Yes, The Dark Knight has to be on both lists, for as exciting as its wins and nominations were, so much conversation surrounded the nominations it didn't get. It didn't get in for Best Picture in a year where The Reader, a movie with a mere 61% Rotten Tomatoes score, made the cut. Christopher Nolan didn't get in for Best Director either. Best Adapted Screenplay and Best Original Score were also worthy considerations that didn't lead to a nomination.

The outrage over The Dark Knight's Best Picture snub led the Academy to expand the field of Best Picture nominees the following year in an attempt to get more popular films nominated. Christopher Nolan, meanwhile, got snubbed from Best Director again in 2011 even as his film Inception got in for Best Picture. It remains to be seen if the director's branch of the Academy will finally embrace Nolan for Dunkirk.


The Academy was never going to go for The Avengers in any significant way. It was too lightweight, too geeky, too transparent a corporate branding exercise to ever be taken seriously at the Oscars. Its only nomination was for Best Visual Effects, the sort of category it was a "no duh" to nominate it in. And yet, even if its ambitions were lower-brow than the typical Oscar movie, The Avengers executed its goals so exceedingly well, it deserved to be in competition.

You can argue whether or not The Avengers was Best Picture-worthy, but it was certainly more nomination-worthy than Les Miserables. Mark Ruffalo would have also been a worthy Best Supporting Actor nomination. The one category it absolutely deserved a nomination in is Best Adapted Screenplay. The way Joss Whedon's script balanced multiple character arcs, great dialogue and an amazing climax absolutely deserved awards.


Dark Knight Rises the pit

The other big superhero blockbuster of 2012, The Dark Knight Rises, didn't even get a single Oscar nomination like The Avengers did. TDKR was a more divisive film than its predecessor The Dark Knight, and it was inevitable it wouldn't be as successful at the Oscars. Tom Hardy and Anne Hathaway were great but neither's performance was as instantly iconic as Heath Ledger's. Still, NOTHING for the film?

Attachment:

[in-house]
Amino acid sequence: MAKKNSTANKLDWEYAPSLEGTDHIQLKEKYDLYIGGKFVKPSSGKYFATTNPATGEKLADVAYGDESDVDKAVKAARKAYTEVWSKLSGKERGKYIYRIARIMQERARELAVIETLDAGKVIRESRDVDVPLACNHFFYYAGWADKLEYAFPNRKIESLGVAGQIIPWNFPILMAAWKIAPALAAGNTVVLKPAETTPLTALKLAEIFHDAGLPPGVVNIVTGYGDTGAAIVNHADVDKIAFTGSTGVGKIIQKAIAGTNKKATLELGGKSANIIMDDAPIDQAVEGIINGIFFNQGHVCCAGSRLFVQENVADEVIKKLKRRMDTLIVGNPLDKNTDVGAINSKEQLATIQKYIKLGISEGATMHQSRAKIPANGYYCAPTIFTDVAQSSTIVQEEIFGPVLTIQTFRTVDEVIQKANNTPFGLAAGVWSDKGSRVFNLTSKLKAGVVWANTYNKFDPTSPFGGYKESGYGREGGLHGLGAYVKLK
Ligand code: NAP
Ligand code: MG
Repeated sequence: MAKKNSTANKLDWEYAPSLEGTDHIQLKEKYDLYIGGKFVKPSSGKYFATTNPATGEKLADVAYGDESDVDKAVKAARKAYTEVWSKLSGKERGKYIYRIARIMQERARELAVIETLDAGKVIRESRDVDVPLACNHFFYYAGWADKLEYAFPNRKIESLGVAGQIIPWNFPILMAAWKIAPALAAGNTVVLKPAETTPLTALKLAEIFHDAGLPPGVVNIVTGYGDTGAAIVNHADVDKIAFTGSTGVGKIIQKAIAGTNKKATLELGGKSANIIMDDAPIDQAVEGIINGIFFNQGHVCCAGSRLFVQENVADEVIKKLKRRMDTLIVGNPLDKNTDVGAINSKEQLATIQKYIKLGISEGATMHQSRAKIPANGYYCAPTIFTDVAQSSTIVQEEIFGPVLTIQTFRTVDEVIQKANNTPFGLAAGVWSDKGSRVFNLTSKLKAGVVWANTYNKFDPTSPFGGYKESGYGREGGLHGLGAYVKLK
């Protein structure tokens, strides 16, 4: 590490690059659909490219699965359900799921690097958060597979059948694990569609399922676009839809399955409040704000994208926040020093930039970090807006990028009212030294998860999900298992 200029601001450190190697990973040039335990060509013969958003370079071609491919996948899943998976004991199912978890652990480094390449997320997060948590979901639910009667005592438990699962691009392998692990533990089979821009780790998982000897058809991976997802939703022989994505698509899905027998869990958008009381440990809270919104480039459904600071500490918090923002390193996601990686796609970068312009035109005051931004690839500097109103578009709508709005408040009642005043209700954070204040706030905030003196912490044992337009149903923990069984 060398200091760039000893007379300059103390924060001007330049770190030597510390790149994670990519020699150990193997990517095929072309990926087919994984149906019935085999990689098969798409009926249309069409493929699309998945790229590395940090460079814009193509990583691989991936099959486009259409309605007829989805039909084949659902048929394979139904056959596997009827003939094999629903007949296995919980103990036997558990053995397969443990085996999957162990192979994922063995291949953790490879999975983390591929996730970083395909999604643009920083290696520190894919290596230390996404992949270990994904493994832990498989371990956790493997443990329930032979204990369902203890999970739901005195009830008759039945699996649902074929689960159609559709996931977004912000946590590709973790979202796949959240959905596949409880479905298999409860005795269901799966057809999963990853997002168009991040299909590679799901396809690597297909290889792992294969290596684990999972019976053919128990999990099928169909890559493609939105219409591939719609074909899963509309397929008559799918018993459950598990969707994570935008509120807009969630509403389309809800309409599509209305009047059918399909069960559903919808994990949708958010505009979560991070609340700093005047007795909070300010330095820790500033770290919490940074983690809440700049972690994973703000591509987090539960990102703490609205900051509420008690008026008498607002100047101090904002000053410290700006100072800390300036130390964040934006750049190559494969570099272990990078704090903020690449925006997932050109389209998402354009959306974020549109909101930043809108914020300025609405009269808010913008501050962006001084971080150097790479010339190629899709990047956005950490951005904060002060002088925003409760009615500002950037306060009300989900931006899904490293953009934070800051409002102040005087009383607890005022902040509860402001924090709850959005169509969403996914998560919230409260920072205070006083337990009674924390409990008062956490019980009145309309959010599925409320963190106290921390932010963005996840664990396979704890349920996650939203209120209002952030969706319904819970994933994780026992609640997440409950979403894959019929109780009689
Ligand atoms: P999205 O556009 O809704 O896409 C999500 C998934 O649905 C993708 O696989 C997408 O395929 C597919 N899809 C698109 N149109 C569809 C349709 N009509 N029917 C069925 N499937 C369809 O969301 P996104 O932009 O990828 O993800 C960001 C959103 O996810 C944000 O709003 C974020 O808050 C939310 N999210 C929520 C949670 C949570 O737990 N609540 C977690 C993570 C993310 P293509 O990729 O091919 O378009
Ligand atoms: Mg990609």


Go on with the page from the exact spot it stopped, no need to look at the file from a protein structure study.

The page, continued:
Christopher Nolan's improved his skills as an action director with every blockbuster he's made since Batman Begins. Whatever you think of its story, TDKR is an undeniable technical achievement of the sort that should have earned some of the below-the-line craft nominations. Best Cinematography, Best Film Editing, Best Visual Effects and the two sound categories all would have been worthy.



Birdman or (The Unexpected Virtue of Ignorance) may or may not be a superhero movie (it all depends on how you interpret that ending), but it's certainly about superhero movies. The experimental dark comedy, shot to look like a single extended take, stars Michael Keaton (playing off his Batman persona) as an ex-superhero actor trying to be taken seriously on Broadway.

Birdman makes fun of everything, both the "high culture" of theatre and the "low culture" of superhero movies. Some fans found it too cynical about the latter. While director Alejandro G. Iñárritu doesn't hate all superhero movies (he consults on Guillermo Del Toro's films), his hyperbolic description of pop culture's overwhelming obsession with superheroes as "cultural genocide" earned him criticism. Still, Birdman won Best Picture, Best Director, Best Screenplay and Best Cinematography. Keaton, Edward Norton, Emma Stone, the sound mixing and sound editing were also nominated.


Guardians of the Galaxy was nominated for Best Visual Effects and Best Makeup and Hairstyling. It should have been nominated for Best Adapted Screenplay. The Writer's Guild agreed, but the Academy snubbed it. This isn't even a close competition where it lost out to some equally worthy films. Guardians' screenplay is better than most of if not all of the ones nominated at the 2015 Oscars.

American Sniper inexplicably skips over the most interesting part of the story it's adapting. The Theory of Everything's a bland paint-by-numbers biopic. That year's winner, The Imitation Game, works on its own merits but could have been so much more powerful if it stuck closer to the actual history. People either love or hate Inherent Vice. That leaves Whiplash, great but not even an actual adaptation (the short film the Academy ruled it "adapted from" was made after the feature screenplay was complete).


Big Hero 6

Once again, a Disney-released animated superhero film won the Best Animated Feature category. Unlike The Incredibles, though, Big Hero 6 didn't really deserve it. Sure, it's a fine formulaic superhero film for kids, but aside from the charming Baymax robot and some well-presented themes about overcoming grief, there's just not much there for older viewers who've seen this formula done better elsewhere.